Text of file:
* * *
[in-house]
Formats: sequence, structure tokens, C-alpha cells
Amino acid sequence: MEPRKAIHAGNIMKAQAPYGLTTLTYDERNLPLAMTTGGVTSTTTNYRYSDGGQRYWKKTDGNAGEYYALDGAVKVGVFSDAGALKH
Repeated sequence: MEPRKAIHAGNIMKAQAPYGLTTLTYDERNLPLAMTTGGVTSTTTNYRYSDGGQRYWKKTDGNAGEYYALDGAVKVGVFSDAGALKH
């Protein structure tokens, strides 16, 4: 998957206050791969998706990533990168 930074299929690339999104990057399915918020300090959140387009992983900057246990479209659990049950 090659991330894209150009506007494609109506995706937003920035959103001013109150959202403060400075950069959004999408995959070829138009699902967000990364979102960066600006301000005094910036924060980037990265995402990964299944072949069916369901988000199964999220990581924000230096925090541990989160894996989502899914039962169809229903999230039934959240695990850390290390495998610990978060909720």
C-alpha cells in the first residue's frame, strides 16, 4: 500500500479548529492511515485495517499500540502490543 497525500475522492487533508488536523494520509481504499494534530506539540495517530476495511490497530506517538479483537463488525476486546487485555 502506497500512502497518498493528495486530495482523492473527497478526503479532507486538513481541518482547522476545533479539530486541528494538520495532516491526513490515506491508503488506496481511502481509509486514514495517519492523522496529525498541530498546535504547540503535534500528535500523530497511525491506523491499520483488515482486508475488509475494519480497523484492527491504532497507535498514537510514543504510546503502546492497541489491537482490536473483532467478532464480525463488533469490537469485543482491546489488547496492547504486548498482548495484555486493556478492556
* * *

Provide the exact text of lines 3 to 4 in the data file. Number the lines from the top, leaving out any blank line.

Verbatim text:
Amino acid sequence: MEPRKAIHAGNIMKAQAPYGLTTLTYDERNLPLAMTTGGVTSTTTNYRYSDGGQRYWKKTDGNAGEYYALDGAVKVGVFSDAGALKH
Repeated sequence: MEPRKAIHAGNIMKAQAPYGLTTLTYDERNLPLAMTTGGVTSTTTNYRYSDGGQRYWKKTDGNAGEYYALDGAVKVGVFSDAGALKH